Title: The Wicked + The Divine Vol 1: The Faust Act
Author: Kieron Gillen
Illustrator: Jamie McKelvie
Colourist: Matt Wilson
Rating: ★ ★ ★ 1/2
Genre: Graphic Novel, Mythology
Format Read: Paperback, 144 pages
Publication Date: 12th November 2014 by Image Books
Synopsis: “Every ninety years, twelve gods incarnate as humans. They are loved. They are hated. In two years, they are dead. The team behind critical tongue-attractors like Young Avengers and PHONOGRAM reunite to create a world where gods are the ultimate pop stars and pop stars are the ultimate gods. But remember: just because you’re immortal, doesn’t mean you’re going to live forever. Collects THE WICKED + THE DIVINE #1-5.”
What drew me to buying The Wicked + The Divine was its beautiful artwork. I know, so shallow but I’m such a sucker for beautiful art (very jealous of anyone that can draw well, let’s be honest!).
I was also very intrigued by the concept of gods — I adore mythology a lot and was obsessed with it in high school — and gods that incarnate as humans but die after two years? What in the world, sign me up!
The Wicked + The Divine is certainly very odd, and I can tell that it’s not going to be a book that everyone would enjoy. The collection of the first five issues provides a good introduction to the world, where these gods have reappeared following a 90-year hiatus and are pop stars going around the world providing these “experiences” through concerts. People literally faint during these shows because they can’t handle the experience. Lel.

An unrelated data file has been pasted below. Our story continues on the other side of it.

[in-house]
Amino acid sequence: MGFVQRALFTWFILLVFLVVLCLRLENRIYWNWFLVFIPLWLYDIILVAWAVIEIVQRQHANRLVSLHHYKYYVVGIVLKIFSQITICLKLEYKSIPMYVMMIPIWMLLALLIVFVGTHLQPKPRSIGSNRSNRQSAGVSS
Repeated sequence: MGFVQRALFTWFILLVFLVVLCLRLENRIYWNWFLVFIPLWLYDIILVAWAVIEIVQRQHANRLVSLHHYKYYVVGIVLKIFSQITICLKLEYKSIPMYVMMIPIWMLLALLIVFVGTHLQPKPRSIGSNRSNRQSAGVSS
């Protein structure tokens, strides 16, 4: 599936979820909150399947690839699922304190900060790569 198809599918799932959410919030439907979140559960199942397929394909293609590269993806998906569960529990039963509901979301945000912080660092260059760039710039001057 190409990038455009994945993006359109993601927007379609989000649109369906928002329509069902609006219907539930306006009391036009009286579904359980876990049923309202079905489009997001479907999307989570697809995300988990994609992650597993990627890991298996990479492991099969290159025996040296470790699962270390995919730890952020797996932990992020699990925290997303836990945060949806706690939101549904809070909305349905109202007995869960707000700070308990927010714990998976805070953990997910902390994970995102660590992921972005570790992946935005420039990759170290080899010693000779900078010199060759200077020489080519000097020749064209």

The story of these gods are told through the perspective of Laura, a fangirl that suddenly finds herself in the middle of a very big godly mess. A murder occurs, and the accused is the god Lucifer (or Luci), who certainly acts guilty. Laura finds herself trying to absolve Luci’s crimes because the god had promised her power if she helped out.
This book is very beautiful and very vibrant. Everything is bright, bright, bright and it makes for some amazing imagery. The gods in themselves are very diverse, as they span across different mythologies and races. It was very good to see such diversity very present because there are just so many awesome mythologies out there that readers are unaware of.
I enjoyed The Wicked + The Divine overall, but I also felt like there was just a little something missing from the overall story. You are left with a lot of questions by the end, and there was just something that didn’t click together overall. I think some more backstory could have helped with fleshing out the purpose of the gods being on earth.
Looking forward to the next volume nonetheless!